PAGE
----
The debate should be focused on the next 10 years not the next 50. Given how quickly IT moves there isn't a person alive today that would have the slightest clue about what the needs in 50 years will be or how it will be delivered.

    As for which way to roll out NBN now... Well whichever is truly quickest should be the one we go for otherwise it will be another 10 years before anything happens.
    aesonaus
    • Disagree

      In 10 years time the MTM will be obsolete in terms of meeting the Internet needs of the country and we will need to pay again for it to be upgraded.
      The idea of doing something of this magnitude in stages only makes sence if the middle stages will provide enough of a benefit before needing to move onto the next stage. But in 10 years time we will need more than what a congested partial copper or HFC network can give us.
      If we had started doing a FTTN rollout 10 years ago it would be complete by now and we could now be looking at upgrading to FTTP like almost every other country in the world is doing.

      Here is another way of looking at it.
      We spend $30 Billion now (LNP figure) for their MTM. Takes 6-8 years to roll out.
      In 6-8 years we need better Internet Infrastructure so updgrade to FTTP (which Malcom Turnbull has stated is the end game). We then spend another $? Billion (dotn know as none of the 5 reviews/reports of the LNP into the NBN has ever gone into this). So lets say its another $30 Billion (after all they have to go BACK to EVERY street and lay more fibre for the last 800m [FTTN] or lay km of fibre where HFC has been used). This takes another 5-7 years to complete.
      Total Cost = $30 B
      Total Time = 11 - 15 years (assuming that once MTM is done we waste NO TIME in figuring out how to migrate from MTM to FTTP - we know this wont happen for for arguments sake and best case scenario lets run with it).

      Those on FTTN still suffer Internet dropouts, and speed degredation when it rains.
      Speed loss due to conjestion.
      UP TO speeds (pay for 100 Mbps get 2 Mbps)

      OR

      We spend $40 B now on FTTP which takes 8-10 years to roll out.
      There are NO ISSUES with copper over 70 years old.
      No issues when it rains.
      No issues at 4pm when all our kids get home from school and jump on the Internet for study or relaxation.
      Everyone gets the speeds they pay for (well within 5% of what they pay for as NO Internet method will deliver guaranteed maximum speeds (ie TCP/IP overheads)), rather than an UP TO like the British Telecom FTTN model where you can pay for the highest 76 Mbps download speed but you may only get 2 Mbps. Dont forget the MTM has been heavily referrenced based on the BT FTTN model.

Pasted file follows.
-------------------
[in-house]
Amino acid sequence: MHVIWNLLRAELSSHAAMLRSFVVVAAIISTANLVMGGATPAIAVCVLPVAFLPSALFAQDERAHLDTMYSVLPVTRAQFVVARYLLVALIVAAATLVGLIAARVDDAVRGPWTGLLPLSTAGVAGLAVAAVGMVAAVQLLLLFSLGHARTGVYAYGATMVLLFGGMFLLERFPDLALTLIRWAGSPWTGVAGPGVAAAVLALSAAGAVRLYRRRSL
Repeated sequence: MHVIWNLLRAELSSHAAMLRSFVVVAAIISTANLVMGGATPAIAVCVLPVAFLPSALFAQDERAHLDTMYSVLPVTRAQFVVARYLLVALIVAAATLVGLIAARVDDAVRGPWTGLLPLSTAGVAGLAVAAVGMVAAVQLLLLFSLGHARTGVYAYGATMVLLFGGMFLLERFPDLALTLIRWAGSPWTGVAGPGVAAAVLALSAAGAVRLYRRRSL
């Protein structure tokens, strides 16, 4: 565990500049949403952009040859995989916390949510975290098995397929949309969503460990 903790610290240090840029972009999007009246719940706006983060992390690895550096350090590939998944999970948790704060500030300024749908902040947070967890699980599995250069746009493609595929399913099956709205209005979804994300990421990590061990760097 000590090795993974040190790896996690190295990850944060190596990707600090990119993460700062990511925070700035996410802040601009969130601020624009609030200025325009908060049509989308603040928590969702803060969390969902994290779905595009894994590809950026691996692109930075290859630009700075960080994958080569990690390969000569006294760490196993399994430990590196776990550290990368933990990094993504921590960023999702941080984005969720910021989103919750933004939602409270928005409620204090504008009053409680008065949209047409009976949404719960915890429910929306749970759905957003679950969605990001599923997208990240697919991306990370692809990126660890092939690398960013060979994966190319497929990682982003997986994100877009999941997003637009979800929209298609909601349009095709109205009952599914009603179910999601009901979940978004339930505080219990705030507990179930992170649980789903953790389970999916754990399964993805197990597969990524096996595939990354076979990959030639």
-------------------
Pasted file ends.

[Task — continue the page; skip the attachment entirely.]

DmacD79
  • Tony Windsor

    got it correctly. Do it right. Do it once. Do it in fibre.
    KRP1950
  • cost-benefit analysis

    It will be really interesting what happens when Labor gets elected. Will they call for an independent cost-benefit analysis?
    TomAnderson-3ecad
  • That report isn't even fit for toilet paper

    It should have been done by Infrastructure Australia or the PC.

    And I haven't seen such rampant cronyism since the days of Joh Bjelke-Petersen...
    Tinman_au
  • It is sad because it is so critical but Politicians are hillarious

    Does anyone really believe that the Labor party or the Greens would not stack committees to their own advantage?

    I am not defending the Libs, they certainly have sorted this out to suit themselves, but those criticising them are what's left of the worst government this country ever had.

    It is amazing how when politicians become the opposition they suddenly discover their morality and forget all the underhanded things they did when in power.

    Sometimes it is hard to distinguish between the one side and the other especially politicians like Malcolm who has often appeared to be a Labor politician in Liberal's clothing. I think he would prefer FTTH but is stifled by party politics.

    Personally, I live in the bush and I would prefer the NBN to concentrate on getting the Wireless NBN up and running at great speeds and for the same cost per GB to the public as the fibre network. With the proliferation of handheld devices, the wireless NBN will soon become the most used network and so deserves to get priority.
    Gary O'Connor
    • Wireless isn't cheap

      The issue with wireless is people assume its going to be cheaper to build, but often to provide the same levels as a fixed service requires a lot of WAPs/towers etc, plus it still needs fibre backhaul.